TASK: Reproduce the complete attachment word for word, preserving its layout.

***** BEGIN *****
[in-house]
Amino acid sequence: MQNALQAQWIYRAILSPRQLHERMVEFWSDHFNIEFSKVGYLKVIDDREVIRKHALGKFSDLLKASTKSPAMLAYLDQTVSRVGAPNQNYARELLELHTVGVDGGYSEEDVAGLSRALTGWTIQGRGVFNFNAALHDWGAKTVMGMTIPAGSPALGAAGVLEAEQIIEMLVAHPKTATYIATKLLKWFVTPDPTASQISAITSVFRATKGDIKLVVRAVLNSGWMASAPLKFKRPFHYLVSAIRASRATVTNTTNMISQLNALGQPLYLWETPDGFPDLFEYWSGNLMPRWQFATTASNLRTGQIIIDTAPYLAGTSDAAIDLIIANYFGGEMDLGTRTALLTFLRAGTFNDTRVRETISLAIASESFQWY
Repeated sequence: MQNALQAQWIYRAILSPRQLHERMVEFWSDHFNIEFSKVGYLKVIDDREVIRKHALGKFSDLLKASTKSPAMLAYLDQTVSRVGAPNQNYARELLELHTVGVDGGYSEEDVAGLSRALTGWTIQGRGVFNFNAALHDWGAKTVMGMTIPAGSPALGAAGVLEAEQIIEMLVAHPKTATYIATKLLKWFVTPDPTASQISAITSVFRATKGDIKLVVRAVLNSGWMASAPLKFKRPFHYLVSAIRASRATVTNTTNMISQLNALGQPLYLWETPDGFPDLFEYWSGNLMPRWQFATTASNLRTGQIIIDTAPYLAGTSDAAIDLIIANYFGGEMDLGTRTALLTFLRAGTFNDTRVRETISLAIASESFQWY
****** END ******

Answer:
[in-house]
Amino acid sequence: MQNALQAQWIYRAILSPRQLHERMVEFWSDHFNIEFSKVGYLKVIDDREVIRKHALGKFSDLLKASTKSPAMLAYLDQTVSRVGAPNQNYARELLELHTVGVDGGYSEEDVAGLSRALTGWTIQGRGVFNFNAALHDWGAKTVMGMTIPAGSPALGAAGVLEAEQIIEMLVAHPKTATYIATKLLKWFVTPDPTASQISAITSVFRATKGDIKLVVRAVLNSGWMASAPLKFKRPFHYLVSAIRASRATVTNTTNMISQLNALGQPLYLWETPDGFPDLFEYWSGNLMPRWQFATTASNLRTGQIIIDTAPYLAGTSDAAIDLIIANYFGGEMDLGTRTALLTFLRAGTFNDTRVRETISLAIASESFQWY
Repeated sequence: MQNALQAQWIYRAILSPRQLHERMVEFWSDHFNIEFSKVGYLKVIDDREVIRKHALGKFSDLLKASTKSPAMLAYLDQTVSRVGAPNQNYARELLELHTVGVDGGYSEEDVAGLSRALTGWTIQGRGVFNFNAALHDWGAKTVMGMTIPAGSPALGAAGVLEAEQIIEMLVAHPKTATYIATKLLKWFVTPDPTASQISAITSVFRATKGDIKLVVRAVLNSGWMASAPLKFKRPFHYLVSAIRASRATVTNTTNMISQLNALGQPLYLWETPDGFPDLFEYWSGNLMPRWQFATTASNLRTGQIIIDTAPYLAGTSDAAIDLIIANYFGGEMDLGTRTALLTFLRAGTFNDTRVRETISLAIASESFQWY